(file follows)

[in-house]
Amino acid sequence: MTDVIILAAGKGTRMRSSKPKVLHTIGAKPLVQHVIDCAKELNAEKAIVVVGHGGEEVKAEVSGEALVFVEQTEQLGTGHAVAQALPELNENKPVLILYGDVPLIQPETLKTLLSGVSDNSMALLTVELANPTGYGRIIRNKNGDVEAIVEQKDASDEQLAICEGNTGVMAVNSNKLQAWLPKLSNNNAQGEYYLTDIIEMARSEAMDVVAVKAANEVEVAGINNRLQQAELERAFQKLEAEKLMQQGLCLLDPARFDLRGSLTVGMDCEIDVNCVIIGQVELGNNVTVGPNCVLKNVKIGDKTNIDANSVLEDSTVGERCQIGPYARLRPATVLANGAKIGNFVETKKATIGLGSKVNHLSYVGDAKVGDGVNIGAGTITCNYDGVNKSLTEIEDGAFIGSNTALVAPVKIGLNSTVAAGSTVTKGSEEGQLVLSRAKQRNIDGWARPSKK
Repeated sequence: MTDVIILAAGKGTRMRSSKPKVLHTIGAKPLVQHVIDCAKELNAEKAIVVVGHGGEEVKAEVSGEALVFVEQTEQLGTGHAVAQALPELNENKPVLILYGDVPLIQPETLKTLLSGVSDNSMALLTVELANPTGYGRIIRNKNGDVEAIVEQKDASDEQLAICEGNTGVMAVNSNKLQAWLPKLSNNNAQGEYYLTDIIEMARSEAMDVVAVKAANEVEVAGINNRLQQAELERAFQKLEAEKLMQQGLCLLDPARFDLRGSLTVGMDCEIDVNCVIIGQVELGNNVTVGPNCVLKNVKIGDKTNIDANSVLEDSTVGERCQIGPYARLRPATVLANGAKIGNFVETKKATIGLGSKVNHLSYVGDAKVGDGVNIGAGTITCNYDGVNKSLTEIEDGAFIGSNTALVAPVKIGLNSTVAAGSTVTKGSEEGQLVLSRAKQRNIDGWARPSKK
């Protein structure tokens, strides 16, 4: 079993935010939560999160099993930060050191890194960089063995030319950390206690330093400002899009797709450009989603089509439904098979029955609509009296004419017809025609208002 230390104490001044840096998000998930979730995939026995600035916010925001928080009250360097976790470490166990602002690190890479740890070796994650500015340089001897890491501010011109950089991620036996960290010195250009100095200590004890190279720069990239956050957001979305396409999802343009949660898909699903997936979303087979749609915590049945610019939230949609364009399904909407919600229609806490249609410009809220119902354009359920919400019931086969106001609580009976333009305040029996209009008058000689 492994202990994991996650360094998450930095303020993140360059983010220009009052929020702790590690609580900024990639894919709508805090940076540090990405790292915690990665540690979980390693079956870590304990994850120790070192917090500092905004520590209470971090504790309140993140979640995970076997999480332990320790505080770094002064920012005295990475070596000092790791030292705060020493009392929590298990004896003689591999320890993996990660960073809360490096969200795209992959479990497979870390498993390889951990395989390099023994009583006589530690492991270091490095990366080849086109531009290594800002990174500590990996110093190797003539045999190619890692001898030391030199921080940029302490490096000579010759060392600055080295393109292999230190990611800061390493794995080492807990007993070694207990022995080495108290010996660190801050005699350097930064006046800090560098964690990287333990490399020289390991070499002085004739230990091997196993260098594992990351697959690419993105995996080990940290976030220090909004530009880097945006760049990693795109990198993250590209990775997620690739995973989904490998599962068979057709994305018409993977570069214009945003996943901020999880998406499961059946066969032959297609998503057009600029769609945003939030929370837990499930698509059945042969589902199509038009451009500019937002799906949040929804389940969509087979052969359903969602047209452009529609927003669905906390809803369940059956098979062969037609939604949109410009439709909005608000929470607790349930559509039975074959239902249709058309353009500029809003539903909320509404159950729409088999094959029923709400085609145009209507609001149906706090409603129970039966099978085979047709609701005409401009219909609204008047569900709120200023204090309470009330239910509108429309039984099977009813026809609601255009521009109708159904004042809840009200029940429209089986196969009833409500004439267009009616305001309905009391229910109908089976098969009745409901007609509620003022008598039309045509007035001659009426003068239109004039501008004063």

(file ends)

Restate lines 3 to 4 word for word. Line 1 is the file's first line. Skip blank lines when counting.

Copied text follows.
Repeated sequence: MTDVIILAAGKGTRMRSSKPKVLHTIGAKPLVQHVIDCAKELNAEKAIVVVGHGGEEVKAEVSGEALVFVEQTEQLGTGHAVAQALPELNENKPVLILYGDVPLIQPETLKTLLSGVSDNSMALLTVELANPTGYGRIIRNKNGDVEAIVEQKDASDEQLAICEGNTGVMAVNSNKLQAWLPKLSNNNAQGEYYLTDIIEMARSEAMDVVAVKAANEVEVAGINNRLQQAELERAFQKLEAEKLMQQGLCLLDPARFDLRGSLTVGMDCEIDVNCVIIGQVELGNNVTVGPNCVLKNVKIGDKTNIDANSVLEDSTVGERCQIGPYARLRPATVLANGAKIGNFVETKKATIGLGSKVNHLSYVGDAKVGDGVNIGAGTITCNYDGVNKSLTEIEDGAFIGSNTALVAPVKIGLNSTVAAGSTVTKGSEEGQLVLSRAKQRNIDGWARPSKK
């Protein structure tokens, strides 16, 4: 079993935010939560999160099993930060050191890194960089063995030319950390206690330093400002899009797709450009989603089509439904098979029955609509009296004419017809025609208002 230390104490001044840096998000998930979730995939026995600035916010925001928080009250360097976790470490166990602002690190890479740890070796994650500015340089001897890491501010011109950089991620036996960290010195250009100095200590004890190279720069990239956050957001979305396409999802343009949660898909699903997936979303087979749609915590049945610019939230949609364009399904909407919600229609806490249609410009809220119902354009359920919400019931086969106001609580009976333009305040029996209009008058000689 492994202990994991996650360094998450930095303020993140360059983010220009009052929020702790590690609580900024990639894919709508805090940076540090990405790292915690990665540690979980390693079956870590304990994850120790070192917090500092905004520590209470971090504790309140993140979640995970076997999480332990320790505080770094002064920012005295990475070596000092790791030292705060020493009392929590298990004896003689591999320890993996990660960073809360490096969200795209992959479990497979870390498993390889951990395989390099023994009583006589530690492991270091490095990366080849086109531009290594800002990174500590990996110093190797003539045999190619890692001898030391030199921080940029302490490096000579010759060392600055080295393109292999230190990611800061390493794995080492807990007993070694207990022995080495108290010996660190801050005699350097930064006046800090560098964690990287333990490399020289390991070499002085004739230990091997196993260098594992990351697959690419993105995996080990940290976030220090909004530009880097945006760049990693795109990198993250590209990775997620690739995973989904490998599962068979057709994305018409993977570069214009945003996943901020999880998406499961059946066969032959297609998503057009600029769609945003939030929370837990499930698509059945042969589902199509038009451009500019937002799906949040929804389940969509087979052969359903969602047209452009529609927003669905906390809803369940059956098979062969037609939604949109410009439709909005608000929470607790349930559509039975074959239902249709058309353009500029809003539903909320509404159950729409088999094959029923709400085609145009209507609001149906706090409603129970039966099978085979047709609701005409401009219909609204008047569900709120200023204090309470009330239910509108429309039984099977009813026809609601255009521009109708159904004042809840009200029940429209089986196969009833409500004439267009009616305001309905009391229910109908089976098969009745409901007609509620003022008598039309045509007035001659009426003068239109004039501008004063």